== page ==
Published on in Orthopaedics Update
It goes without saying that the year 2020 was like no other for our nation, and it was no exception for the Division of Orthopaedics at Children’s Hospital of Philadelphia (CHOP). As we confronted the COVID-19 pandemic, the hospital quickly pivoted to find the safest, most effective ways to continue caring for pediatric orthopaedic patients as we navigated these uncharted waters.
COVID-19 prompted us to reorganize our office staff and clinical work teams, maximize telemedicine and engage with our colleagues and peers via virtual educational conferences and meetings. We optimized our nurse navigator program to communicate promptly and effectively with our national and international families. And June 2020 was the busiest, highest-volume month of orthopaedic surgery in CHOP’s history.
While the pandemic was arguably the driving force of 2020, the year was also marked by progress and innovation. Here, we take a moment to celebrate some highlights as we look to the next chapter of advancing pediatric orthopaedic care:
Pioneering sport medicine research and treatment
A $5 million gift from the Bisignano family to create the Distinguished Endowed Chair in Sports Medicine for Theodore J. Ganley, MD, who leads CHOP’s Sports Medicine and Performance Center. The funding will allow the launch of cutting-edge clinical and basic science research studies, and support personnel to facilitate rapid access for injured athletes.
Frontier grant for concussion research
Our Minds Matter Concussion Program, let by Christina L. Master, MD, FAAP, was designated a Frontier Program, a CHOP initiative that recognizes and supports programs conducting visionary research that translates to cutting-edge clinical care. The program is investigating exciting innovations in pediatric concussion diagnosis and treatment, including a recent study showing a hand-held device could someday provide a fast, objective method to diagnose concussions in youth athletes.
Innovations in assessment of thoracic insufficiency syndrome
The Wyss/Campbell Center for Thoracic Insufficiency Syndrome continues to thrive under the leadership of Patrick J. Cahill, MD. Innovations launched in the past couple of years are now coming to fruition. A report on the CTIS Dynamic Lung MRI to assess pulmonary function won Best Paper award at the International Congress of Early Onset Scoliosis, and the Best Basic Science Paper at the Scoliosis Research Society. Read more.
Ranked #1 in orthopaedics
CHOP Orthopaedics was honored to be named the #1 Pediatric Orthopaedic program in the nation for 2020-2021 by U.S. News & World Report, based on reputation, case volume, and quality/safety. We were proud to see many of our longstanding quality and patient care initiatives recognized in this year’s survey, including dedicated spine teams, our Rapid Recovery Program, reduction of blood loss and infection in spine surgery, and timely fracture care with a designated ortho trauma room each day.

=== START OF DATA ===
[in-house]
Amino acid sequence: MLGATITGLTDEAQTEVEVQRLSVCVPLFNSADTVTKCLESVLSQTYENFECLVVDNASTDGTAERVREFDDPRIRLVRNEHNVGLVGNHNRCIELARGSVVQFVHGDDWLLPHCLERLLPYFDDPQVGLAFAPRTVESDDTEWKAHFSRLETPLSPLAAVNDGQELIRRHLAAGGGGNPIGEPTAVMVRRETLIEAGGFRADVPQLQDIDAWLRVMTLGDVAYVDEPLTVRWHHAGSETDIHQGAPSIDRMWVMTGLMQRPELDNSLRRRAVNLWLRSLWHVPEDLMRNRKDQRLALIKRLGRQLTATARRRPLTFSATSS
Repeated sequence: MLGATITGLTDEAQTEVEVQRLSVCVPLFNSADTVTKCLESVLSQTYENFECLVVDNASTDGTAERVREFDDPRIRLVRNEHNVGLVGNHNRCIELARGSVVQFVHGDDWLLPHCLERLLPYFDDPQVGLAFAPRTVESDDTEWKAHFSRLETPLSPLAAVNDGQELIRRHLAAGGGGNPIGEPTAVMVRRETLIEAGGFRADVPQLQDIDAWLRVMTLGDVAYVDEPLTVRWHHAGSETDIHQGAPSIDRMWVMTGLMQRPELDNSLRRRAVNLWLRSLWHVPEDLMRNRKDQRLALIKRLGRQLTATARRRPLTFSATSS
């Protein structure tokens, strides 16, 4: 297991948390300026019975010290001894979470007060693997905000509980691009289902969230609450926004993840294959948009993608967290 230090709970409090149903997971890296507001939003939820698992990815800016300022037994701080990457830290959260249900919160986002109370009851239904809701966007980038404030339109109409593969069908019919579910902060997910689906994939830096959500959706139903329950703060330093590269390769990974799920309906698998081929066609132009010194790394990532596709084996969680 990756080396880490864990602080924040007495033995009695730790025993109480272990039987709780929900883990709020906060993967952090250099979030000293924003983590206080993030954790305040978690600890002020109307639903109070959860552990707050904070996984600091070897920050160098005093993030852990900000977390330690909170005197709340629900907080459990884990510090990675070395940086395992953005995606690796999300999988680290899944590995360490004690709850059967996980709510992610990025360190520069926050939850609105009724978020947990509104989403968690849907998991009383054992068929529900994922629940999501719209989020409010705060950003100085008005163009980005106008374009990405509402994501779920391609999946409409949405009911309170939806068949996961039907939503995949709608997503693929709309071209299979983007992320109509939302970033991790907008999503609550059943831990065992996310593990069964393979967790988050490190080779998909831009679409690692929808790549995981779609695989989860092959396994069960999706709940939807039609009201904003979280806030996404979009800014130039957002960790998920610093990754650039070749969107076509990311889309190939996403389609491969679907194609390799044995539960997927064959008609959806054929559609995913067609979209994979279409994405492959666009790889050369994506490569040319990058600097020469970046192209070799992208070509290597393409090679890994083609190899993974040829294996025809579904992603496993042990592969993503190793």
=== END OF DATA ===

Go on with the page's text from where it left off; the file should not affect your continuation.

Clinical research breakthroughs
We had one of our most productive clinical research stretches ever in the early days of COVID-19 as our physicians and surgeons completed numerous research projects and shared our results in peer-reviewed journals like the Journal of Pediatric Orthopaedics, the Journal of Bone and Joint Surgery, and the Journal of the American Medical Association, among others.
Some research was specific to COVID-19 such as our framework for prioritizing procedures as elective surgeries resumed after COVID-19 and a study on the uptick in at-home pediatric fractures during the COVID-19 pandemic.
Other research was condition-specific, including how a multidisciplinary approach leads to better outcomes in treating infants with brachial plexus birth injuries, and how a specific assessment of the eye could someday help properly diagnose and monitor concussions in young athletes.
More on the horizon
There’s so much more going on at CHOP Orthopaedics. In the years ahead, we will continue to pursue pediatric research into all types of genetic and acquired orthopaedic conditions. We will pursue new diagnostic tools, innovative treatments and therapies and monitor long-term outcomes. We remain committed to helping children live their fullest lives – no matter their condition – and get back to being a kid.
John M. Flynn, MD, is Chief of the Division of Orthopaedics at Children’s Hospital of Philadelphia.